The infrarational, that which is below reason, also has an appearance of the suprarational. It looks like it, but it is not like it: it is a counterfeit coin. Both are illogical, but in a tremendously different way. Profound is the difference, vast is the difference. The infrarational is one who lives below reason in the darkness of a blind faith, lives in borrowed knowledge, has not been daring enough to experiment, has not been courageous enough to move into the unknown on his own. His whole life is a borrowed life, inauthentic – dull, drab, insensitive. The man who has moved to the suprarational is also illogical, irrational, but in a totally different sense his irrationality has absorbed reason and gone higher than it. He has transcended reason.
The man of infrarationality will always be afraid of reason because reason will always create a defensiveness. It will always create a fear. There is the danger if reason succeeds then the faith, then the belief, will have to die – one clings to it against reason. The man of suprareason is not afraid of rationality. He can delight in it. The higher plane can always accept the lower – not only accept: it can absorb it: it can nourish on it. It can stand on its shoulders. It can use it. The lower is always afraid of the higher.
The infrarational is a minus thing – minus reason. The suprarational is a plus thing – plus reason. The infrarational is faith. The suprarational is trust – trust through experience. It is not borrowed: but the man of the suprarational has come to understand that life is more than reason, The reason is accepted: there is no denial of it. The reason is good as far as it goes, it has to be used, but life is not finished there. This is not the boundary of life: life is a bigger thing. Reason is part of it – beautiful if it remains in the organic unity of the whole: ugly if it becomes a separate phenomenon and starts functioning on its own. If it becomes an island, then ugly. If it remains part of the vast continent of being, then beautiful: it has its uses.
The man of suprareason is not against the rational: he is beyond the rational. He sees that the rational and the irrational both are part of life like day and night, like life and death. To him opposites have disappeared and they have become complementaries.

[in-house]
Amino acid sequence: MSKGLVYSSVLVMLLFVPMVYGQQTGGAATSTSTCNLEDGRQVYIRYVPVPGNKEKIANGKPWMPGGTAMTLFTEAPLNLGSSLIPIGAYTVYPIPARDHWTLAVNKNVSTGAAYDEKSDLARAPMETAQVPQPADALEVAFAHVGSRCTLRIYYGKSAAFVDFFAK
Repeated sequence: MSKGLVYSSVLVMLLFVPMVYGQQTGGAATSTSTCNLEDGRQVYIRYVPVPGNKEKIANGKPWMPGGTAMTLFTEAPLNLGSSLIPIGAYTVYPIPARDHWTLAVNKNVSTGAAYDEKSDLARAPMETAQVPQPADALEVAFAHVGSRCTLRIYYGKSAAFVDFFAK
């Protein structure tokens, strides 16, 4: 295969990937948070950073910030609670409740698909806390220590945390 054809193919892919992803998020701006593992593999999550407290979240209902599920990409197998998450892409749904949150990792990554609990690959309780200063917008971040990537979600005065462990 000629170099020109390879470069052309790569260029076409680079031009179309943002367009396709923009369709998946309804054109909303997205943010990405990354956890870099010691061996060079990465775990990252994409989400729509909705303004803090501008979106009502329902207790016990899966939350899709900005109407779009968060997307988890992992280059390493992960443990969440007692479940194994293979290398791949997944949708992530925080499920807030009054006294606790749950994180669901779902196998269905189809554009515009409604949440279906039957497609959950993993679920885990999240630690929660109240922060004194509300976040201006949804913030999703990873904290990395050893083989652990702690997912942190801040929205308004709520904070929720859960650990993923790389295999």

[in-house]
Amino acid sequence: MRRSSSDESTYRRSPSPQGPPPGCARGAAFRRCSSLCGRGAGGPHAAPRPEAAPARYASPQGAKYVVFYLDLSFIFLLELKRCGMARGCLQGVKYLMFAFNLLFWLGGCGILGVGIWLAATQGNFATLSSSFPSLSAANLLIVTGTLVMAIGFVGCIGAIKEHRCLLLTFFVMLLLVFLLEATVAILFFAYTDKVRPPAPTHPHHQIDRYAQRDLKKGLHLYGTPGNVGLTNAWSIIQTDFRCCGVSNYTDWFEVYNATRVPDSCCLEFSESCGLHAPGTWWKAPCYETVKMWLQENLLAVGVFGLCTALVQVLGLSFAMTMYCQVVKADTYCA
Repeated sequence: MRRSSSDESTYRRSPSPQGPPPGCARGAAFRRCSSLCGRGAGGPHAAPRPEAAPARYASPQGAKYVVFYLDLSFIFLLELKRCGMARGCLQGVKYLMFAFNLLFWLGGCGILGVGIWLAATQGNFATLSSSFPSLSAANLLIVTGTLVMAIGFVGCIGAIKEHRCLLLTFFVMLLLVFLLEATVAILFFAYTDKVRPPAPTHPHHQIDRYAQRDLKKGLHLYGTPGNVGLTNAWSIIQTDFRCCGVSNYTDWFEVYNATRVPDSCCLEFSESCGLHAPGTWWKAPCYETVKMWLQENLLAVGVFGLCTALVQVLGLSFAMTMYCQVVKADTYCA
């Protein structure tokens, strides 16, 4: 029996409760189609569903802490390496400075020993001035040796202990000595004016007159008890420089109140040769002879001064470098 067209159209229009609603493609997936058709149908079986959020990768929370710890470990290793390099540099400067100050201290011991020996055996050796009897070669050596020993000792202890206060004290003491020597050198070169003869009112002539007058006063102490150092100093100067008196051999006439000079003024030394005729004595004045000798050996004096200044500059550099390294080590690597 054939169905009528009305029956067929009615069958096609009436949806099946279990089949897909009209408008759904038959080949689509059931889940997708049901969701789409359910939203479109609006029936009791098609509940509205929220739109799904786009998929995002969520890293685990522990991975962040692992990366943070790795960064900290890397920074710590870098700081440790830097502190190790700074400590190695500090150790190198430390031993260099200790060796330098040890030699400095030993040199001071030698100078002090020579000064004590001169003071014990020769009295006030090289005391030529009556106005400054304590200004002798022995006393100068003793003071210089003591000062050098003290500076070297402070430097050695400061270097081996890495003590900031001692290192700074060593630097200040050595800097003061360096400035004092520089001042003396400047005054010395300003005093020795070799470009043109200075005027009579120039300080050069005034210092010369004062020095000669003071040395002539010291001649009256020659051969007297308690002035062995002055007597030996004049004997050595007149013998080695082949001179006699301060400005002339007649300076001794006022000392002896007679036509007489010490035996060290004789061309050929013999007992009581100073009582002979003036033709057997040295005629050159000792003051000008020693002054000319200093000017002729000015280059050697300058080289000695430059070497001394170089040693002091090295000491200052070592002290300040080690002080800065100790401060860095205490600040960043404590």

Zen is a transcendental attitude. Patanjali is a very logical attitude. If you move with Patanjali by and by in the ultimate peaks you will reach to the suprarational. In fact just as ordinary religious people are afraid of science and reason and logic; people who cling to the scientific attitude, they are afraid of Zen. You can read Arthur Koestler’s books, a very logical man, but he seems to be in the same plight as are ordinary religious people. Now logic has become religion to him: he is afraid of Zen. Whatsoever he writes about Zen has a trembling in it, a fear, an apprehension – because Zen destroys all categories.
Ordinary Christianity, Hinduism, Mohammedanism, they are below reason. Extraordinary Christians – Eckhart, Bohme – Sufis, Kabir, they are beyond reason.
Patanjali can be a bridge for an ordinary human being, ordinarily religious, to move towards Zen. He is the bridge; there exists no other bridge. Patanjali is the scientist of the inner. Man can live two types of lives a life which is exterior, a life of exteriority: and man can live another type of life a life which is interior, a life of interiority. Patanjali is the bridge. What he calls sanyama is a balance between the exterior and the interior to come to such a balance that you just stand in between; you can move out, you can come in; nothing is blocking your way; you are available to both the worlds.